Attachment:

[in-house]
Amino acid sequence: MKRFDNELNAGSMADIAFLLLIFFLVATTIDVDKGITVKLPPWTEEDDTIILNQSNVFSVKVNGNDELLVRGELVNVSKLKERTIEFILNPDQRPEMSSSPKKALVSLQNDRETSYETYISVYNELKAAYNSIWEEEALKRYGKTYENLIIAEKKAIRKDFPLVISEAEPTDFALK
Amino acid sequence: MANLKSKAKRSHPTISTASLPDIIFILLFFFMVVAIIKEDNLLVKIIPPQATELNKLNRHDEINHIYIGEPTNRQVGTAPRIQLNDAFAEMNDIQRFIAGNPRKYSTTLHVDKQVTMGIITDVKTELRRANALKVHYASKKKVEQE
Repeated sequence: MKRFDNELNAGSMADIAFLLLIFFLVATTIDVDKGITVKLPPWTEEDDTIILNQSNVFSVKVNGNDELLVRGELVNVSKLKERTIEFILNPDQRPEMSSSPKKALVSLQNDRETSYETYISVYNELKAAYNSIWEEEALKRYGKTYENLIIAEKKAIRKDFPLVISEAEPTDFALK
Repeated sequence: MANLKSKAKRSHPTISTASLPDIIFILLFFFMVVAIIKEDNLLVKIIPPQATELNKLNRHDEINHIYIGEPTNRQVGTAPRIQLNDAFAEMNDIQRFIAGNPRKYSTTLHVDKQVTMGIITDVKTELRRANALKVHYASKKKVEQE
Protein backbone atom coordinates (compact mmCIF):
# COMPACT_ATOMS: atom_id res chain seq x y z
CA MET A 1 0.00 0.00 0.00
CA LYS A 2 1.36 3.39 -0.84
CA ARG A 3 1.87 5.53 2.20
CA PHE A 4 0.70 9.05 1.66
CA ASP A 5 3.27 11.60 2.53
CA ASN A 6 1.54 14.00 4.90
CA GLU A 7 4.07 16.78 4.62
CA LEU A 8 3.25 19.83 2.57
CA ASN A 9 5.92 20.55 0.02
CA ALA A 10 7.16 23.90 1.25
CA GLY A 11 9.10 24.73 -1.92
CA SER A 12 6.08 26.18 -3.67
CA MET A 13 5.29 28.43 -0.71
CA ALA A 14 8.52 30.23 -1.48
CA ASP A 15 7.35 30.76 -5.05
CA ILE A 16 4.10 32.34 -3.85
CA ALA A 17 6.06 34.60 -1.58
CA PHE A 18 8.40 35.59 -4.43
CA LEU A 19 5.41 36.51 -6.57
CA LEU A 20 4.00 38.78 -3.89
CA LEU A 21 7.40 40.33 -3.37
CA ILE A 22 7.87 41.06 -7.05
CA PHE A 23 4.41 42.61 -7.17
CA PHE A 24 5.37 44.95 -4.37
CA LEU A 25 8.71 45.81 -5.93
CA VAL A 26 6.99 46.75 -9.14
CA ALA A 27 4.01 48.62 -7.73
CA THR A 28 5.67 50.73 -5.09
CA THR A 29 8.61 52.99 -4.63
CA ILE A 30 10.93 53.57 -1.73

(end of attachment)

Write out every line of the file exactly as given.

[in-house]
Amino acid sequence: MKRFDNELNAGSMADIAFLLLIFFLVATTIDVDKGITVKLPPWTEEDDTIILNQSNVFSVKVNGNDELLVRGELVNVSKLKERTIEFILNPDQRPEMSSSPKKALVSLQNDRETSYETYISVYNELKAAYNSIWEEEALKRYGKTYENLIIAEKKAIRKDFPLVISEAEPTDFALK
Amino acid sequence: MANLKSKAKRSHPTISTASLPDIIFILLFFFMVVAIIKEDNLLVKIIPPQATELNKLNRHDEINHIYIGEPTNRQVGTAPRIQLNDAFAEMNDIQRFIAGNPRKYSTTLHVDKQVTMGIITDVKTELRRANALKVHYASKKKVEQE
Repeated sequence: MKRFDNELNAGSMADIAFLLLIFFLVATTIDVDKGITVKLPPWTEEDDTIILNQSNVFSVKVNGNDELLVRGELVNVSKLKERTIEFILNPDQRPEMSSSPKKALVSLQNDRETSYETYISVYNELKAAYNSIWEEEALKRYGKTYENLIIAEKKAIRKDFPLVISEAEPTDFALK
Repeated sequence: MANLKSKAKRSHPTISTASLPDIIFILLFFFMVVAIIKEDNLLVKIIPPQATELNKLNRHDEINHIYIGEPTNRQVGTAPRIQLNDAFAEMNDIQRFIAGNPRKYSTTLHVDKQVTMGIITDVKTELRRANALKVHYASKKKVEQE
Protein backbone atom coordinates (compact mmCIF):
# COMPACT_ATOMS: atom_id res chain seq x y z
CA MET A 1 0.00 0.00 0.00
CA LYS A 2 1.36 3.39 -0.84
CA ARG A 3 1.87 5.53 2.20
CA PHE A 4 0.70 9.05 1.66
CA ASP A 5 3.27 11.60 2.53
CA ASN A 6 1.54 14.00 4.90
CA GLU A 7 4.07 16.78 4.62
CA LEU A 8 3.25 19.83 2.57
CA ASN A 9 5.92 20.55 0.02
CA ALA A 10 7.16 23.90 1.25
CA GLY A 11 9.10 24.73 -1.92
CA SER A 12 6.08 26.18 -3.67
CA MET A 13 5.29 28.43 -0.71
CA ALA A 14 8.52 30.23 -1.48
CA ASP A 15 7.35 30.76 -5.05
CA ILE A 16 4.10 32.34 -3.85
CA ALA A 17 6.06 34.60 -1.58
CA PHE A 18 8.40 35.59 -4.43
CA LEU A 19 5.41 36.51 -6.57
CA LEU A 20 4.00 38.78 -3.89
CA LEU A 21 7.40 40.33 -3.37
CA ILE A 22 7.87 41.06 -7.05
CA PHE A 23 4.41 42.61 -7.17
CA PHE A 24 5.37 44.95 -4.37
CA LEU A 25 8.71 45.81 -5.93
CA VAL A 26 6.99 46.75 -9.14
CA ALA A 27 4.01 48.62 -7.73
CA THR A 28 5.67 50.73 -5.09
CA THR A 29 8.61 52.99 -4.63
CA ILE A 30 10.93 53.57 -1.73